Converged infrastructure (CI) is an approach to data center management that seeks to minimize compatibility issues between servers, storage systems and network devices while also reducing costs for cabling, cooling, power and floor space. A converged infrastructure can be implemented with a CI reference architecture, with standalone appliances or with a software driven hyper-converged approach.
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With a CI reference architecture approach to converged infrastructure, the vendor provides the customer with pre-tested recommendations for how best to use hardware components in the data center to meet requirements for specific workloads.
With an IT appliance approach to CI, the vendor provides the customer with a single box that houses tightly integrated compute, storage, networking virtualization resources from the vendor and perhaps the vendor's partners. Should the need arise, additional appliances can be purchased and added, a concept known as horizontal scalability.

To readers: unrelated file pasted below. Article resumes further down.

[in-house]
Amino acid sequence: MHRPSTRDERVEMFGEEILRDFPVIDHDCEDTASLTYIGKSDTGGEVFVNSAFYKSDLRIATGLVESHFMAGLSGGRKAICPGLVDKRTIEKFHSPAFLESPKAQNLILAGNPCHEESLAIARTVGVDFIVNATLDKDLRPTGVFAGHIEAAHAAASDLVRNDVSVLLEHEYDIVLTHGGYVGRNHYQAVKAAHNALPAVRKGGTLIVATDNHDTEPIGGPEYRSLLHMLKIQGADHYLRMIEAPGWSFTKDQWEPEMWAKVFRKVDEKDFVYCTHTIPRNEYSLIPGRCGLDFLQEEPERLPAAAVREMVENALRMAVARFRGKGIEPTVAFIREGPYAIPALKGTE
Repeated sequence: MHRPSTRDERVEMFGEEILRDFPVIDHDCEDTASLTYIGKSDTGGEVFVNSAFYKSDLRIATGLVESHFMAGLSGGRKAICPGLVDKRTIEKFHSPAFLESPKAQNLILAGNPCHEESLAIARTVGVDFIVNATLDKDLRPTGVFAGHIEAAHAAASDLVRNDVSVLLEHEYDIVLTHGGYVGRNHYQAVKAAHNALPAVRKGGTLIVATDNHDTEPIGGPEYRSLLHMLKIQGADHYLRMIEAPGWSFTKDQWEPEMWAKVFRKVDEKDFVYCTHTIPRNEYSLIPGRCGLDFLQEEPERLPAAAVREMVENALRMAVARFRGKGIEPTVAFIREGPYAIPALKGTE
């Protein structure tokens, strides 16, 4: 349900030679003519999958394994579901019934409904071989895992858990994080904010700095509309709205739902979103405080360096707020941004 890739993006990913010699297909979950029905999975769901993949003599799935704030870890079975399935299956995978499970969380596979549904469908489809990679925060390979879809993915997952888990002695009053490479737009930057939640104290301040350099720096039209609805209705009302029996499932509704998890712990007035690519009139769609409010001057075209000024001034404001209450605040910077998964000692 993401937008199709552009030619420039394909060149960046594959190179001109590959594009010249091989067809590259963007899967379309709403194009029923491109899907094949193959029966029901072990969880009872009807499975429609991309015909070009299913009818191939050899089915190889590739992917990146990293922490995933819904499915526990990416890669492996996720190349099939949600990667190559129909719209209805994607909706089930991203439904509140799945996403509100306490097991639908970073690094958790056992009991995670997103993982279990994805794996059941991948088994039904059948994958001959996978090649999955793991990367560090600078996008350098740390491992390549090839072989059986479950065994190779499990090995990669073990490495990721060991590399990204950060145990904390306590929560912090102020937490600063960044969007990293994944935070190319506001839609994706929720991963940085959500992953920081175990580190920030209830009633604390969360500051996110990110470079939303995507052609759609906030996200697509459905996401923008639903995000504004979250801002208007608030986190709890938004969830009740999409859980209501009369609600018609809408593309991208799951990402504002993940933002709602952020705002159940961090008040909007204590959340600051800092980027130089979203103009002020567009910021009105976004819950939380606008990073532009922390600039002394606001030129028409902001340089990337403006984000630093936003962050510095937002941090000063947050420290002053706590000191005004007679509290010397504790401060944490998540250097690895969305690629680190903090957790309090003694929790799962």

With a hyper-converged approach, the vendor abstracts compute, networking and storage resources from the physical hardware, bundling virtualization software with their CI offerings. Hyper-converged vendors may also provide additional functionality for cloud bursting or disaster recovery and allow administrators to manage both physical and virtual infrastructures -- whether on-site or in the cloud -- in a federated manner with a single pane of glass.
As the CI market continues to grow, the terms converged and hyper-converged are often used by marketers as synonyms and distinctions between the ways converged infrastructure can be implemented have become blurred. It is important, therefore, that customers who wish to embrace a converged infrastructure design ask the vendors they are working with to explain exactly how they define "converged" or "hyper-converged" so the customer understands whether or not the vendor's product allows servers, storage systems and network devices to be separated back into discrete components.